Next, the brief looks at a theoretical artificial intelligence-based transit fare payment system to understand how values inform technology adoption, including the trade-offs between privacy and efficiency. The brief then considers the politics surrounding repair and reconstruction, using the example of Interstate 81 (I-81) in Syracuse, New York, to show what communities can achieve when they are not bound by the past. The brief concludes with a review of two operational changes in the Los Angeles transportation system that illustrate the politics of asset use and prioritization.
The San Francisco Bay Area has experienced decades of strong population and economic growth, which have placed enormous strain on the existing transportation system—especially the Bay Area Rapid Transit (BART) heavy-rail line and the San Francisco-Oakland Bay Bridge. In response, the Association of Bay Area Governments (ABAG) and the Metropolitan Transportation Commission (MTC), which are responsible for transportation and growth planning for the Bay Area, released a report that evaluates seven different new transbay crossing alternatives.1
These crossing alternatives vary in terms of both their geographic location and transportation mode. They include two alternatives for automobiles only, two for BART only, one for BART and automobiles, one for BART and commuter rail, and one for commuter rail only. The cheapest alternative is a new auto bridge connecting San Mateo and Hayward, which has an estimated total cost of $15 billion. The most expensive is a pair of new rail tunnels capable of serving BART and an expanded commuter rail, which has an estimated total cost of $98 billion.2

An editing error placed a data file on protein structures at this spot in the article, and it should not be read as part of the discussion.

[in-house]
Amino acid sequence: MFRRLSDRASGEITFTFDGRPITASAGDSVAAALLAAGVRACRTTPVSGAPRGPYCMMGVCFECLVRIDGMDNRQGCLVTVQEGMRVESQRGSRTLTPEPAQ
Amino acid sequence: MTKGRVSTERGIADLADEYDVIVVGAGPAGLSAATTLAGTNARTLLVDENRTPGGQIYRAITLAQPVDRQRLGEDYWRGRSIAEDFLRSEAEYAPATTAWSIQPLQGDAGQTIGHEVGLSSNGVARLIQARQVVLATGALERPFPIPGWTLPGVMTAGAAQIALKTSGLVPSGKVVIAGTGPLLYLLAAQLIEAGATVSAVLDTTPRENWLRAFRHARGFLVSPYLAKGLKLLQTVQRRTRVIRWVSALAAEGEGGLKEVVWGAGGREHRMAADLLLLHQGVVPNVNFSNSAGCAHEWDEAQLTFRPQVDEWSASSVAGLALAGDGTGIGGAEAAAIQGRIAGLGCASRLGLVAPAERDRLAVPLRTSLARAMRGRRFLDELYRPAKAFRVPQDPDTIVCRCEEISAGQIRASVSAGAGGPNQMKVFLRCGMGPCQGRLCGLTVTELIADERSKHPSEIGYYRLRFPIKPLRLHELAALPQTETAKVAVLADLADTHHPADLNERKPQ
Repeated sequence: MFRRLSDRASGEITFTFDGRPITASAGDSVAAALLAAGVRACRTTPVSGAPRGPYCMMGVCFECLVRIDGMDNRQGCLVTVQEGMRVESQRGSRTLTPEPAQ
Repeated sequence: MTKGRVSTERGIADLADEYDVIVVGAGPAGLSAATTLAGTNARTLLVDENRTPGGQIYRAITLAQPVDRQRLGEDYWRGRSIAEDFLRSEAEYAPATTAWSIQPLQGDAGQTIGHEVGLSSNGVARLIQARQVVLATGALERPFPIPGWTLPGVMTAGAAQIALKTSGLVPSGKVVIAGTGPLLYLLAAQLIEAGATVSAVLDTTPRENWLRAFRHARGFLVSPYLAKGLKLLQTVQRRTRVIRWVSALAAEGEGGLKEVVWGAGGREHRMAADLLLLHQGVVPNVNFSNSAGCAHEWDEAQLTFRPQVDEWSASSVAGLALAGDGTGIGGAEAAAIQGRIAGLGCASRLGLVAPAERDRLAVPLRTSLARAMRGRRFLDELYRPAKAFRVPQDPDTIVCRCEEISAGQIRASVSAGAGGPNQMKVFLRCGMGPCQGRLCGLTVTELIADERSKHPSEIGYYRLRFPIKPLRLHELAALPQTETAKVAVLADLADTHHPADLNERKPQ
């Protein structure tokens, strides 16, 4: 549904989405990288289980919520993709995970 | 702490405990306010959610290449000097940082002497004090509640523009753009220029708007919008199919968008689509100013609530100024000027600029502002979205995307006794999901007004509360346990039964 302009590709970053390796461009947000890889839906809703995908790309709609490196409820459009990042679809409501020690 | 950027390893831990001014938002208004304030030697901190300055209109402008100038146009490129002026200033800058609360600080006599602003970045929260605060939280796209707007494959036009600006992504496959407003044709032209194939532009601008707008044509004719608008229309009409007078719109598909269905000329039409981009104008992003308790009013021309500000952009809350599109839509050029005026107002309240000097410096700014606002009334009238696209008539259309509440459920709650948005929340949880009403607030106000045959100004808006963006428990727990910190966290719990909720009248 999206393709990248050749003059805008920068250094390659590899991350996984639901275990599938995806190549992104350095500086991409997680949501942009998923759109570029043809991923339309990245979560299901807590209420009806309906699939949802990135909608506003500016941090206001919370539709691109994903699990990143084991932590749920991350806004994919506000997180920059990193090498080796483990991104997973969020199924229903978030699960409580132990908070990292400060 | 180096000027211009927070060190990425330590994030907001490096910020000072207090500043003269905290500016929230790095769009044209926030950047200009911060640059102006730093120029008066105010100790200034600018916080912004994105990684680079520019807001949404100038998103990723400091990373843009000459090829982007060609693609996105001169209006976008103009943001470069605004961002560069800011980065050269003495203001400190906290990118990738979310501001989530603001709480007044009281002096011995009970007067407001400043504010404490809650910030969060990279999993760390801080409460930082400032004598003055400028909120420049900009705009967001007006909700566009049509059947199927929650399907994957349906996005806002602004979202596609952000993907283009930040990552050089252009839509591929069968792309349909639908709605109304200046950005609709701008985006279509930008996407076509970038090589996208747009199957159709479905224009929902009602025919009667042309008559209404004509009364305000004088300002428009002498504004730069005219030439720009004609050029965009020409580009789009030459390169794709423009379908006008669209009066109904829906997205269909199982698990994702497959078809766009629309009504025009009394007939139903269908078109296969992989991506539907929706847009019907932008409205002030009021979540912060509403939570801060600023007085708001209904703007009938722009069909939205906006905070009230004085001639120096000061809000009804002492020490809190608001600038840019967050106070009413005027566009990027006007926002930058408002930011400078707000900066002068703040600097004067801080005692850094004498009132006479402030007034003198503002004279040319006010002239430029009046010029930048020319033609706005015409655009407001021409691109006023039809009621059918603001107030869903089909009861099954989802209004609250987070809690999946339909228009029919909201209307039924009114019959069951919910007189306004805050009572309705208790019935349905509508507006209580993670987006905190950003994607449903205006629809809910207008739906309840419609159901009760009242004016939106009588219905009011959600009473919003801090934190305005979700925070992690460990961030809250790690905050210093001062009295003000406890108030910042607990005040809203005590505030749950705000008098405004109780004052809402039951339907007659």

Even in a comparatively wealthy region such as the San Francisco Bay Area, government financial resources are limited. According to MTC planning documents, the average cost of roadway and transit projects scheduled for completion within the next four years in the Bay Area is $77 million.3 The $15 billion bridge, therefore, is equivalent to the cost of 195 projects, and the $98 billion rail option is equivalent to the cost of 1,273 projects.4 Ultimately, the enormous cost differential among the seven alternatives means that the final choice will reduce—to a greater or lesser degree—the region’s ability to complete other transportation priorities.
Beyond cost, each alternative would have profound and unequal long-term effects on regional development, including housing and job growth; land use; and transportation productivity and mode share, which is the percentage of trips taken by private vehicles, public transit, biking, and walking, among other outcomes. The MTC has adopted numerous performance goals to guide its project investment decisions, including increasing “non-auto mode share,” focusing development “within [the] urban footprint,” and reducing “per-capita CO2 emissions.”5 Importantly, these goals are the result of a political debate about what the region should value and prioritize.